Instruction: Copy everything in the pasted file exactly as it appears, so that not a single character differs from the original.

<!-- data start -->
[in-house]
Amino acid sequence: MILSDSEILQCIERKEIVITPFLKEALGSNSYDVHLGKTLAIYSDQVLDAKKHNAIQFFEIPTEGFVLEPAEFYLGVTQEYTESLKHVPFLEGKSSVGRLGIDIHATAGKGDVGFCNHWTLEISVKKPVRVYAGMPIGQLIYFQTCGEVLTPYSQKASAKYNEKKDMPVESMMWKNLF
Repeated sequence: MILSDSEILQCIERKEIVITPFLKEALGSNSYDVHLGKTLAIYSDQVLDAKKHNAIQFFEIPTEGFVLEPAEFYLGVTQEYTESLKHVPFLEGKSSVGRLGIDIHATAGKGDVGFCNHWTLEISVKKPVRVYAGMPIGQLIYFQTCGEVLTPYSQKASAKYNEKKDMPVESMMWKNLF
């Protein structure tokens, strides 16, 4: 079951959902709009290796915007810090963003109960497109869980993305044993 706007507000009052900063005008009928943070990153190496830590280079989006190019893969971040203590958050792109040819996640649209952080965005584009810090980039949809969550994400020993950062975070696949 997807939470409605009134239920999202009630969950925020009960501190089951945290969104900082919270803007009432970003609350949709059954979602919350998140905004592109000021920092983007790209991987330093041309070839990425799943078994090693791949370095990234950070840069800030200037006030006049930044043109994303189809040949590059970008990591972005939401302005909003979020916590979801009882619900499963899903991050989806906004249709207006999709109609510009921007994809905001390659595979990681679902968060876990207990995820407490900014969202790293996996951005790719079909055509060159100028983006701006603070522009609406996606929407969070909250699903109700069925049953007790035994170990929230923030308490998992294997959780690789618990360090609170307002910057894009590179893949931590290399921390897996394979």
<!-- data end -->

[in-house]
Amino acid sequence: MILSDSEILQCIERKEIVITPFLKEALGSNSYDVHLGKTLAIYSDQVLDAKKHNAIQFFEIPTEGFVLEPAEFYLGVTQEYTESLKHVPFLEGKSSVGRLGIDIHATAGKGDVGFCNHWTLEISVKKPVRVYAGMPIGQLIYFQTCGEVLTPYSQKASAKYNEKKDMPVESMMWKNLF
Repeated sequence: MILSDSEILQCIERKEIVITPFLKEALGSNSYDVHLGKTLAIYSDQVLDAKKHNAIQFFEIPTEGFVLEPAEFYLGVTQEYTESLKHVPFLEGKSSVGRLGIDIHATAGKGDVGFCNHWTLEISVKKPVRVYAGMPIGQLIYFQTCGEVLTPYSQKASAKYNEKKDMPVESMMWKNLF
């Protein structure tokens, strides 16, 4: 079951959902709009290796915007810090963003109960497109869980993305044993 706007507000009052900063005008009928943070990153190496830590280079989006190019893969971040203590958050792109040819996640649209952080965005584009810090980039949809969550994400020993950062975070696949 997807939470409605009134239920999202009630969950925020009960501190089951945290969104900082919270803007009432970003609350949709059954979602919350998140905004592109000021920092983007790209991987330093041309070839990425799943078994090693791949370095990234950070840069800030200037006030006049930044043109994303189809040949590059970008990591972005939401302005909003979020916590979801009882619900499963899903991050989806906004249709207006999709109609510009921007994809905001390659595979990681679902968060876990207990995820407490900014969202790293996996951005790719079909055509060159100028983006701006603070522009609406996606929407969070909250699903109700069925049953007790035994170990929230923030308490998992294997959780690789618990360090609170307002910057894009590179893949931590290399921390897996394979």